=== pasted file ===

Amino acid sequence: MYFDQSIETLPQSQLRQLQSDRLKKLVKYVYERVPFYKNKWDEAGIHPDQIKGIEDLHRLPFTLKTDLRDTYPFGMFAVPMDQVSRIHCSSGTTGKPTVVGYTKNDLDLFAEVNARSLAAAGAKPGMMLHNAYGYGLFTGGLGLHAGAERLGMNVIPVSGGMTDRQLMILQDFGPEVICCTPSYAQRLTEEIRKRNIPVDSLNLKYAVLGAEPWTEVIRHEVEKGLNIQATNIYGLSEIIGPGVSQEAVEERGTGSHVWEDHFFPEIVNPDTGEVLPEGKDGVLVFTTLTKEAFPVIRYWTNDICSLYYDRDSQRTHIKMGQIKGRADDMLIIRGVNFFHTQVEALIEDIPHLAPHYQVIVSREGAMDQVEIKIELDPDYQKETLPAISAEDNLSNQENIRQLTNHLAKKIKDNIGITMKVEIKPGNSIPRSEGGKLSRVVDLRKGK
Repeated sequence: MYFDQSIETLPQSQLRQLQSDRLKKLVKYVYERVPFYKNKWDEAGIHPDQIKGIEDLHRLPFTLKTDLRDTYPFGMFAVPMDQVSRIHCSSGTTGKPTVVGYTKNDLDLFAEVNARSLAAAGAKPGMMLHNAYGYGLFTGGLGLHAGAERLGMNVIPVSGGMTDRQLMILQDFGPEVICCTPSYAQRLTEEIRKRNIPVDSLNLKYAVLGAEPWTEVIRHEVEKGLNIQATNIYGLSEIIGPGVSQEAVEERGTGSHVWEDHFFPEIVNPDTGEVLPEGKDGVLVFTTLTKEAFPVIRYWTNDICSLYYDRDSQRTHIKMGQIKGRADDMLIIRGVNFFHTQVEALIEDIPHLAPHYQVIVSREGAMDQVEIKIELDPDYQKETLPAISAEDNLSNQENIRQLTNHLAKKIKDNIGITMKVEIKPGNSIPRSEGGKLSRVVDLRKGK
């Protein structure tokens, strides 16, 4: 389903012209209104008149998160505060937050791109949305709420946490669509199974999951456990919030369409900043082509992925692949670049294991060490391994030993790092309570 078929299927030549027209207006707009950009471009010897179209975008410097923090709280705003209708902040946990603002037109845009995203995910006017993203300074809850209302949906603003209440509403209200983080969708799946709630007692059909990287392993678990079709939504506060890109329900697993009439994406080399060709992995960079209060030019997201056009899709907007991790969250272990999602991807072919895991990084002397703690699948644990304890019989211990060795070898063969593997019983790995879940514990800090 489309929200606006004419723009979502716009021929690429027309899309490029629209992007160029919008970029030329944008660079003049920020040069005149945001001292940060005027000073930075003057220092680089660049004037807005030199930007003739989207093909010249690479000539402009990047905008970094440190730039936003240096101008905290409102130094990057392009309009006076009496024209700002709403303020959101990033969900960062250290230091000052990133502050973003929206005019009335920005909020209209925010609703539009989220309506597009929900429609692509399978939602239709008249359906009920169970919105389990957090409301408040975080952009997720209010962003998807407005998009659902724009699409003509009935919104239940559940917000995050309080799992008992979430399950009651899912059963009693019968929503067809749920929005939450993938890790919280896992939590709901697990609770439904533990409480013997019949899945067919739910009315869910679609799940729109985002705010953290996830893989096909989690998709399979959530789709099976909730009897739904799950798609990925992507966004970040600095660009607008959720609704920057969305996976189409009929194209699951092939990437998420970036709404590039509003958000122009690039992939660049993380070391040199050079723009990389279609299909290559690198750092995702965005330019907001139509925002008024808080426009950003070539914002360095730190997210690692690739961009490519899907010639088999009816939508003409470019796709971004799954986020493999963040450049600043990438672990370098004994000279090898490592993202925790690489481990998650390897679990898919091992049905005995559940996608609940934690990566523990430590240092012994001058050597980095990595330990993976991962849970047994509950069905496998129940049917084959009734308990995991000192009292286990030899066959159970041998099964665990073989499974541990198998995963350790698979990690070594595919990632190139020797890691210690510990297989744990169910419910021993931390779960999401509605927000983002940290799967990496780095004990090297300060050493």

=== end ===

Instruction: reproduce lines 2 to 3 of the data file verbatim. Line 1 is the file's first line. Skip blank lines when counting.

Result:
Repeated sequence: MYFDQSIETLPQSQLRQLQSDRLKKLVKYVYERVPFYKNKWDEAGIHPDQIKGIEDLHRLPFTLKTDLRDTYPFGMFAVPMDQVSRIHCSSGTTGKPTVVGYTKNDLDLFAEVNARSLAAAGAKPGMMLHNAYGYGLFTGGLGLHAGAERLGMNVIPVSGGMTDRQLMILQDFGPEVICCTPSYAQRLTEEIRKRNIPVDSLNLKYAVLGAEPWTEVIRHEVEKGLNIQATNIYGLSEIIGPGVSQEAVEERGTGSHVWEDHFFPEIVNPDTGEVLPEGKDGVLVFTTLTKEAFPVIRYWTNDICSLYYDRDSQRTHIKMGQIKGRADDMLIIRGVNFFHTQVEALIEDIPHLAPHYQVIVSREGAMDQVEIKIELDPDYQKETLPAISAEDNLSNQENIRQLTNHLAKKIKDNIGITMKVEIKPGNSIPRSEGGKLSRVVDLRKGK
């Protein structure tokens, strides 16, 4: 389903012209209104008149998160505060937050791109949305709420946490669509199974999951456990919030369409900043082509992925692949670049294991060490391994030993790092309570 078929299927030549027209207006707009950009471009010897179209975008410097923090709280705003209708902040946990603002037109845009995203995910006017993203300074809850209302949906603003209440509403209200983080969708799946709630007692059909990287392993678990079709939504506060890109329900697993009439994406080399060709992995960079209060030019997201056009899709907007991790969250272990999602991807072919895991990084002397703690699948644990304890019989211990060795070898063969593997019983790995879940514990800090 489309929200606006004419723009979502716009021929690429027309899309490029629209992007160029919008970029030329944008660079003049920020040069005149945001001292940060005027000073930075003057220092680089660049004037807005030199930007003739989207093909010249690479000539402009990047905008970094440190730039936003240096101008905290409102130094990057392009309009006076009496024209700002709403303020959101990033969900960062250290230091000052990133502050973003929206005019009335920005909020209209925010609703539009989220309506597009929900429609692509399978939602239709008249359906009920169970919105389990957090409301408040975080952009997720209010962003998807407005998009659902724009699409003509009935919104239940559940917000995050309080799992008992979430399950009651899912059963009693019968929503067809749920929005939450993938890790919280896992939590709901697990609770439904533990409480013997019949899945067919739910009315869910679609799940729109985002705010953290996830893989096909989690998709399979959530789709099976909730009897739904799950798609990925992507966004970040600095660009607008959720609704920057969305996976189409009929194209699951092939990437998420970036709404590039509003958000122009690039992939660049993380070391040199050079723009990389279609299909290559690198750092995702965005330019907001139509925002008024808080426009950003070539914002360095730190997210690692690739961009490519899907010639088999009816939508003409470019796709971004799954986020493999963040450049600043990438672990370098004994000279090898490592993202925790690489481990998650390897679990898919091992049905005995559940996608609940934690990566523990430590240092012994001058050597980095990595330990993976991962849970047994509950069905496998129940049917084959009734308990995991000192009292286990030899066959159970041998099964665990073989499974541990198998995963350790698979990690070594595919990632190139020797890691210690510990297989744990169910419910021993931390779960999401509605927000983002940290799967990496780095004990090297300060050493």